Digital X-rays

Digital X-RaysOne of life’s minor discomforts — having dental x-rays taken — is getting more pleasant. A growing number of dentists are installing digital x-ray equipment in their offices, eliminating the need for patients to bite down on sharp swatches of film (while fighting the impulse to gag) then wait while the shots are developed. With the digital method, a technician glides a small sensor around inside a patient’s mouth and the images instantly pop up on a computer screen in the exam room. The digital images, which look similar to traditional x-rays, can then be enlarged and manipulated, which many dentists say gives them a better feel for what’s going on inside a patient’s mouth.

Patients say they can more easily understand a treatment recommendation because they get a good look at the problem blown up on the screen in front of them, rather than having to squint at a postage-stamp-size shot held up to the light. “It’s very cool — in seconds the picture is there, right on the screen,” said John Johnson a 44-year-old financial planner from Redlands, CA, after getting digital x-rays at a recent dental appointment at WinningSmiles. In the past, he said, it was hard to see anything on the dinky film. But this time, he said, the problem was clear: a shadow under a filling that was evidence of decay.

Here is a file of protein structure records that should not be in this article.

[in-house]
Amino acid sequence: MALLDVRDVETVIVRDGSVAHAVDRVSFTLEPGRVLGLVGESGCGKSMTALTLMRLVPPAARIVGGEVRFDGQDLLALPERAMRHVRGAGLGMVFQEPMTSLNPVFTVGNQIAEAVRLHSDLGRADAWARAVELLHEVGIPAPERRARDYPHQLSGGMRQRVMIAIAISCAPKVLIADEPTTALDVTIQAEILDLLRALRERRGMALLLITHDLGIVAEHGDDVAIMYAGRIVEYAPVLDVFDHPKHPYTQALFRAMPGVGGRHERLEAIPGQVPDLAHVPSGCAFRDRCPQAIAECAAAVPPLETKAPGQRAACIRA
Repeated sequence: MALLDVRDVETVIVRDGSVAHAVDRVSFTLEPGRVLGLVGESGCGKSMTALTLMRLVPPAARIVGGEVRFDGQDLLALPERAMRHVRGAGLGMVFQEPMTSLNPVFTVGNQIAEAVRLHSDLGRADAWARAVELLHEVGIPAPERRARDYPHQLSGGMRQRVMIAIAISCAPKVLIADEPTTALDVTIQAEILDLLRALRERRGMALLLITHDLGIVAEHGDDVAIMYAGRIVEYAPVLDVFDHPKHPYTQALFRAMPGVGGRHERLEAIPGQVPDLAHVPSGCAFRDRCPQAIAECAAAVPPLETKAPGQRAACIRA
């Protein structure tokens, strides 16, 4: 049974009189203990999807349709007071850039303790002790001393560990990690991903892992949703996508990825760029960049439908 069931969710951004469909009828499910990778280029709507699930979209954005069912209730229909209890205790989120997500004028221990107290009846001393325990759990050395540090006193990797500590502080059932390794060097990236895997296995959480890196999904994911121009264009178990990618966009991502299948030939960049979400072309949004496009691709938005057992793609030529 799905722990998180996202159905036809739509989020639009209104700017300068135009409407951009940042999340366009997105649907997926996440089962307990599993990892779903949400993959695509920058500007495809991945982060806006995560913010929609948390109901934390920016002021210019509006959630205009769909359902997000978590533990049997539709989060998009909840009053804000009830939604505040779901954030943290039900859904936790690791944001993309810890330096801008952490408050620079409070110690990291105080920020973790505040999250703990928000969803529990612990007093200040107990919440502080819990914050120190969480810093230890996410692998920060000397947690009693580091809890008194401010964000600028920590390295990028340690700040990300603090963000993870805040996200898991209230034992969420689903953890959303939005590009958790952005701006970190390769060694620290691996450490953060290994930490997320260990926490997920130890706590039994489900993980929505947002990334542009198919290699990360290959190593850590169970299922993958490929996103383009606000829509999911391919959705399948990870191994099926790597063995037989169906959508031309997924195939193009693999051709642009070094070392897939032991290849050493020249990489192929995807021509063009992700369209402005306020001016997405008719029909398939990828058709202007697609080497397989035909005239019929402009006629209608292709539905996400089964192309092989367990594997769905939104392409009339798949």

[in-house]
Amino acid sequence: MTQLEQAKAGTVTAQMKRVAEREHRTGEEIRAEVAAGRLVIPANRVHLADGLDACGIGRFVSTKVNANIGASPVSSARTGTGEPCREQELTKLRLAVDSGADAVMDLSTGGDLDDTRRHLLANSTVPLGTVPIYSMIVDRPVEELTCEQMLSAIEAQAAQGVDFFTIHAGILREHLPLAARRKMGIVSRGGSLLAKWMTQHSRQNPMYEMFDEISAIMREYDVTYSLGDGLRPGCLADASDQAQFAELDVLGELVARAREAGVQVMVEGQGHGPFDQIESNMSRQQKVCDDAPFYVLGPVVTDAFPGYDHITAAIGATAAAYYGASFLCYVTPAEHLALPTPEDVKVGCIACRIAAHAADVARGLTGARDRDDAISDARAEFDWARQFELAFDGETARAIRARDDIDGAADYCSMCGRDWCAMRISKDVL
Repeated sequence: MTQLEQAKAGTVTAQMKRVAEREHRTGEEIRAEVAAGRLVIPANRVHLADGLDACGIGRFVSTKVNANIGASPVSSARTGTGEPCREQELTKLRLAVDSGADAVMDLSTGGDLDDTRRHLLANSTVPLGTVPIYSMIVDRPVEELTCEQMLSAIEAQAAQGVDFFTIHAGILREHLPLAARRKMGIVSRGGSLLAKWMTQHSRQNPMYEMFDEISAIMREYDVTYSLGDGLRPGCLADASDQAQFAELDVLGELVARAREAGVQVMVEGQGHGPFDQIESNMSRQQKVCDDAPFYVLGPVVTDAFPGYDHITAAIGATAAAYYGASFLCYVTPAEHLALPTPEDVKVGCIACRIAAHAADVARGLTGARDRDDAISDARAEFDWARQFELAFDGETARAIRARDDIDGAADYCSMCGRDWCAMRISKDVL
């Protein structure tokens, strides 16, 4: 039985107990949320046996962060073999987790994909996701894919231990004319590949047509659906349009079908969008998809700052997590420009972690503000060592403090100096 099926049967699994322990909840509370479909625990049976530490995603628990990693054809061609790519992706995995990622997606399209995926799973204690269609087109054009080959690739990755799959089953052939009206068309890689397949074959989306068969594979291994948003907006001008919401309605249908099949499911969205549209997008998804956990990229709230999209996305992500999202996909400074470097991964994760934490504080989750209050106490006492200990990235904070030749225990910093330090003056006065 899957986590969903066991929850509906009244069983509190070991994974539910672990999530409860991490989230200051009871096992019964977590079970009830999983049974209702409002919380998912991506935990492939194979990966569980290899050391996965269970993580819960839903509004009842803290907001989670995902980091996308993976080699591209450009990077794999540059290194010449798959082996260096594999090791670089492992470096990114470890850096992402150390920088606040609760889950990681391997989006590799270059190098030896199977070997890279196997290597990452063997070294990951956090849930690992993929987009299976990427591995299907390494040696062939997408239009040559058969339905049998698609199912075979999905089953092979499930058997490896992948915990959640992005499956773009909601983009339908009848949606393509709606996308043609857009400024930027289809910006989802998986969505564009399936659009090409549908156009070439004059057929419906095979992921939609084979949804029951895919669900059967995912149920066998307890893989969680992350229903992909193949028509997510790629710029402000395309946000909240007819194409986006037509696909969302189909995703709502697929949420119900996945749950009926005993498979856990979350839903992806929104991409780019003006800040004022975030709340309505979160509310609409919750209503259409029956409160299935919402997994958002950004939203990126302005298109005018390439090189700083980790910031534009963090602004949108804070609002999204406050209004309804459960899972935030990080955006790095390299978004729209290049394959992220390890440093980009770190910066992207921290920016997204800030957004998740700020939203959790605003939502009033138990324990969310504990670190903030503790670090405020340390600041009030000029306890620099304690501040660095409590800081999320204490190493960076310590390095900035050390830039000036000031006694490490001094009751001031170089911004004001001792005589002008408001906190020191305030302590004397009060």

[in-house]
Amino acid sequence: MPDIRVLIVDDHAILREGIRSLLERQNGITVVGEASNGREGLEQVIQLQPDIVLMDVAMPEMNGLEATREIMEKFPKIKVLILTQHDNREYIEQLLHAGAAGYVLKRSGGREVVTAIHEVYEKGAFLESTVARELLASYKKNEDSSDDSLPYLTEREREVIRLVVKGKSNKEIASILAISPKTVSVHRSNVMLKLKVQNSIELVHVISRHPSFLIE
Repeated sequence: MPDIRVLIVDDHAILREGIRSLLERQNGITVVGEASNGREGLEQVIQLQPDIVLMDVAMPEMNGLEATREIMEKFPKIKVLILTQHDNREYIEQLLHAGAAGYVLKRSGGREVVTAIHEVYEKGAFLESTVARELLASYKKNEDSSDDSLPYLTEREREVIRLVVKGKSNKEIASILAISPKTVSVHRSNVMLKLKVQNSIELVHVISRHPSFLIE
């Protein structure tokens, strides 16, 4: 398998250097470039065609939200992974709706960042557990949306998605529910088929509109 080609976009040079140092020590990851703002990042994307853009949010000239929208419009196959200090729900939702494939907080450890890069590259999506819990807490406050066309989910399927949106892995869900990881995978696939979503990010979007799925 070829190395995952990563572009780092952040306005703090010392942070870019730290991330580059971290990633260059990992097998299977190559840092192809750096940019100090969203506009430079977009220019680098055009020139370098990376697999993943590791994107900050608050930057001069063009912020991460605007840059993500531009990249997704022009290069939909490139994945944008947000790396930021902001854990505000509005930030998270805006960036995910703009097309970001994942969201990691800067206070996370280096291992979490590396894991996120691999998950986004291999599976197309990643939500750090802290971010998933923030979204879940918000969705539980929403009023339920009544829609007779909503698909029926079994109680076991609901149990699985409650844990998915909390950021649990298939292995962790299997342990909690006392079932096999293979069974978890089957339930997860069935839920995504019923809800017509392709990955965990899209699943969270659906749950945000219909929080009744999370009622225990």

Insurance generally covers digital dental radiography, and the cost is frequently the same as for traditional x-rays. Dr. Finazzo says that despite their upfront costs to buy the new systems, dentists save on the continuing costs of film and photographic-development chemicals.

Some makers of digital radiography systems say the method produces significantly less radiation than traditional x-ray equipment, though such claims are in dispute among dentistry experts and the manufacturers themselves. Patients still must wear a lead apron during the procedure.

Dr. Finazzo first started using digital x-ray equipment more than a decade ago. As recently as five years ago, few dentists had acquired the equipment. In 2002, only about 16.5% of the nation’s 150,000 dentists were using a digital x-ray unit, according to the most recent data from the American Dental Association. Manufacturers’ own estimates range from 15% to 25% of dentists today.

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